×   You cannot paste images directly. Upload or insert images from URL.



Orioles Information


Orioles News and Information

Daily Organizational Boxscores
News

Tony's Takes

Orioles Roster Resource

Orioles Prospect Information

2021 Minor League Depth Chart

2021 Prospect Power Rankings

2020 Top 30 Prospects List

Prospect Scouting Reports

Statistics

2020 Orioles Stats

2019 Orioles Minor League Stats

Baseball Savant Stats






  • Posts

    • Total no-brainer. Hopefully this comes as actual housing owned by the teams in the minor league cities as opposed to a housing stipend provided to the players. Real estate is a fine investment for the team's investment portfolio and it is so difficult for the players to get anywhere near market rate trying to rent furnished apartments for less than 6 month terms (not to mention that they can be promoted, demoted or released at any time) that a housing stipend would be wildly inefficient. Teams know how many players will be at each level. Buy the real estate (or rent it for a full season's term) and allow the players to live there. When players change levels there will always be the correct amount of housing available. Don't make the players have to worry about it at all.
    • Stanley officially done for the year:    
    • In the case of the O's, broadcasters lose their jobs too.
    • This is something that should have been done a long time ago. Glad to see MLB stepping up to provide a better quality of life for their minor league farmhands.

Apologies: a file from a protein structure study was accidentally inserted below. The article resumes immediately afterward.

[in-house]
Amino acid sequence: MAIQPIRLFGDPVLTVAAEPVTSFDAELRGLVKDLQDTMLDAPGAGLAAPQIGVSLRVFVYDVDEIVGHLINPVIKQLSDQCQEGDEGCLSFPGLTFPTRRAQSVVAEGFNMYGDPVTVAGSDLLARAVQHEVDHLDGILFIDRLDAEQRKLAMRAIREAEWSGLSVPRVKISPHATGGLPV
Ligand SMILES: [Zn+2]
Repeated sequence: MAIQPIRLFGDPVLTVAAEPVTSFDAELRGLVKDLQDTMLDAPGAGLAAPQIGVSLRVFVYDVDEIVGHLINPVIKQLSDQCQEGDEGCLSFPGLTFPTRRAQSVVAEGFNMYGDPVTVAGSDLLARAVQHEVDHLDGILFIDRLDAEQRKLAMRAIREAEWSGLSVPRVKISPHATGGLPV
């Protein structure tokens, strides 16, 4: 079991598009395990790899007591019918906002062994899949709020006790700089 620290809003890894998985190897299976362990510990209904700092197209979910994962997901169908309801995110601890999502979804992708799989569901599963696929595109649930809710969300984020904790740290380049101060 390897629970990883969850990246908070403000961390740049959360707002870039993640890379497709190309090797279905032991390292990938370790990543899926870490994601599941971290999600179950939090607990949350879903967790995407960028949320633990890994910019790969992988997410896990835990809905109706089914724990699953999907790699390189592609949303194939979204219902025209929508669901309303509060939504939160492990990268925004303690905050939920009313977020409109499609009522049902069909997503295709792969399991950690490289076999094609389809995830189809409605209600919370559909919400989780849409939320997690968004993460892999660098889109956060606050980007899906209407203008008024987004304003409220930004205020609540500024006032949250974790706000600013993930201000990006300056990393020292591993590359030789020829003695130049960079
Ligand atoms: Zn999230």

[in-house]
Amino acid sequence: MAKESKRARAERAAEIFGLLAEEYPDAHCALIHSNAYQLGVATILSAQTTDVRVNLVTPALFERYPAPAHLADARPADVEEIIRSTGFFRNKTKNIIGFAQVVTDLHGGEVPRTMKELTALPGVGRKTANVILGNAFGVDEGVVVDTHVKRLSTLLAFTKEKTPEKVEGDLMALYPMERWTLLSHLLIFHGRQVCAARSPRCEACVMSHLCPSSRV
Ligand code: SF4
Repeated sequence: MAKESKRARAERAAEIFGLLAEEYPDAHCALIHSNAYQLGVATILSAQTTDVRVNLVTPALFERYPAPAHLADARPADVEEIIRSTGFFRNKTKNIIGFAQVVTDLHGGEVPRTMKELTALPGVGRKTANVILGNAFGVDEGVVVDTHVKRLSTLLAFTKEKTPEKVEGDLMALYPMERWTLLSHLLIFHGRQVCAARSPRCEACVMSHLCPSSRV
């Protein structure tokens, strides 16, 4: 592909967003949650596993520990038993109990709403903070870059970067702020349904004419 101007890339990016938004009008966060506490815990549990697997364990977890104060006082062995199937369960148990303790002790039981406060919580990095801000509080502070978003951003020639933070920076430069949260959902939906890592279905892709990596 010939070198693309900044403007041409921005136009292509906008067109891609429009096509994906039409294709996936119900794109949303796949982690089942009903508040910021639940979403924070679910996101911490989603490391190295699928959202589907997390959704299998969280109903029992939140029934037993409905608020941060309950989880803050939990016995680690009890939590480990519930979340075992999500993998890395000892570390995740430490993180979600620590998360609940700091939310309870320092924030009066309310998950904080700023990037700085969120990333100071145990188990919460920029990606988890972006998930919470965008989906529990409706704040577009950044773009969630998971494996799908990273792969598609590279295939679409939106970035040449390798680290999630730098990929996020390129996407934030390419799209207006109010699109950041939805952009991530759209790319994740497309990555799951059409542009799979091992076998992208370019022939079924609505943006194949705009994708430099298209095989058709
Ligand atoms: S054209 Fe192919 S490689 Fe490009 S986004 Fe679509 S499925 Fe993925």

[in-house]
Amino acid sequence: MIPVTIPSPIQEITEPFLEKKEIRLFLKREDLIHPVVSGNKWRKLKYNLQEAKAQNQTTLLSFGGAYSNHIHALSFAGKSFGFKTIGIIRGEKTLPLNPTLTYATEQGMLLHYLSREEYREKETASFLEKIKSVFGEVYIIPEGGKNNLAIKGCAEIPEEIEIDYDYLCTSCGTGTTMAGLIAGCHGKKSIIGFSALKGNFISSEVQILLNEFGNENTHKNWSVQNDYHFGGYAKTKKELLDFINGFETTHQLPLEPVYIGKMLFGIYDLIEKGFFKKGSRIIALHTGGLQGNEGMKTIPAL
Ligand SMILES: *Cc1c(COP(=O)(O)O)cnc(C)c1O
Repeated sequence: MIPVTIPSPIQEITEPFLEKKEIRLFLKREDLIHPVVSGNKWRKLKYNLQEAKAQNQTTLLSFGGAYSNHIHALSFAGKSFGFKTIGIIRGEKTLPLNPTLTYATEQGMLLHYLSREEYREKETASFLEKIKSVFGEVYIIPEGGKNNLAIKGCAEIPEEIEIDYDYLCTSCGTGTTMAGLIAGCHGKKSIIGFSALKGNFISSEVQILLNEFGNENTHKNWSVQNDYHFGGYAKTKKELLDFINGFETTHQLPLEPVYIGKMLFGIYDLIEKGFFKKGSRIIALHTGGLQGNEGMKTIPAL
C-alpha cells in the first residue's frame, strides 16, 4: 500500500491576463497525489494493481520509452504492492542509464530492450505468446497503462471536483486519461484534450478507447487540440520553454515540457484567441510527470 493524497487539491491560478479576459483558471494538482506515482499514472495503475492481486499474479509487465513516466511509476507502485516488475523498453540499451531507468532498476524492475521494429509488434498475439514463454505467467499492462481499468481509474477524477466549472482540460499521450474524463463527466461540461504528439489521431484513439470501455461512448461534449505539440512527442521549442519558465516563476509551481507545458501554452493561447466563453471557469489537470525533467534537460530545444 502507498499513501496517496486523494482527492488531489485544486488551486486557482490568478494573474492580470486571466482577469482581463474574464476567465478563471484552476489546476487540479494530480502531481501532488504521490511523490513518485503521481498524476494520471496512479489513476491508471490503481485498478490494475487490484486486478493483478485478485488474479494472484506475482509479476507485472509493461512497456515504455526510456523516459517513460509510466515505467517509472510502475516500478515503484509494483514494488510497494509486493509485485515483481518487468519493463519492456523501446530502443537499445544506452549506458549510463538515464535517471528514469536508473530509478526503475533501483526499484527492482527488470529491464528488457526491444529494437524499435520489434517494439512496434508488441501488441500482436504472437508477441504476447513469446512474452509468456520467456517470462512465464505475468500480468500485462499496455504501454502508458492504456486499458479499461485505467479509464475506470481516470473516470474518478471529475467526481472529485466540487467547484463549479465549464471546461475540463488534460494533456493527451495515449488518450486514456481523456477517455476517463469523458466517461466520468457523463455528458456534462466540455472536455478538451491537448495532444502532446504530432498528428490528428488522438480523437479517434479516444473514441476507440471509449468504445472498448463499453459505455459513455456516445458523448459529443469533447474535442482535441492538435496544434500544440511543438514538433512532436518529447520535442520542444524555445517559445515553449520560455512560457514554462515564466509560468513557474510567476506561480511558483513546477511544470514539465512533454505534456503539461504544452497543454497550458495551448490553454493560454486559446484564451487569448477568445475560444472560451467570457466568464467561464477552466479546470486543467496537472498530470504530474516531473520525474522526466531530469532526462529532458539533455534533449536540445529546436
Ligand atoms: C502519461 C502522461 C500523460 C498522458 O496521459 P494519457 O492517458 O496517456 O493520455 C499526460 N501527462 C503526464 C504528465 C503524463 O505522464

• So how hard is it to improve by at least 18 games, which is what it would take to get us to the 70 win level? The conventional wisdom is that such one season improvements are pretty rare, but I wondered how rare.   Here are all the 18+ game improvements in this century.   We can't do this for the last two years of course because 2020 records don't indicate much: 2001  Hou+21, Sea+25 2002 2003  KC+21, ChC+21 2004  Det+29, Tex+18, SL+20, SD+23 2005  Ariz+26 2006  Det+24 2007  Cle+18, ChC+18 2008  TB+31 2009  Sea+24, Colo+18 2010 2011  Milw+19, Ariz+29 2012  Balt+24, Oak+20, Wash+18, Cinc+18 2013  Bos+28, Cle+24 2014  Hou+19, LAA+20 2015  Tex+19, ChC+24 2016 2017  Minn+26, Ariz+24 2018  Oak+22, Atl+18 2019  Minn+23 So nearly every year, there is at least one team that improves by 18 or more.  Over a 19 year period there were 32 such improvements, and in more than half the years (12/19) there were at least two. So chances are pretty good that at least one major league team, and very possibly two, will make at least an 18 game improvement next year.   And of course it is more likely that those team(s) will come from the lower half of the league this year, given that it's much harder to improve that much on a team that's already good. Worth noting that only one team in the 21st century, the 2008 Rays, improved by 31 or more games which is what it would take to get us a winning record next year.
    • You seem to be implying that Manny was advised to have surgery on the second knee prospectively, and elected not to do it.   But I don’t recall that being reported.  
  • Popular Contributors

×
×
  • Create New...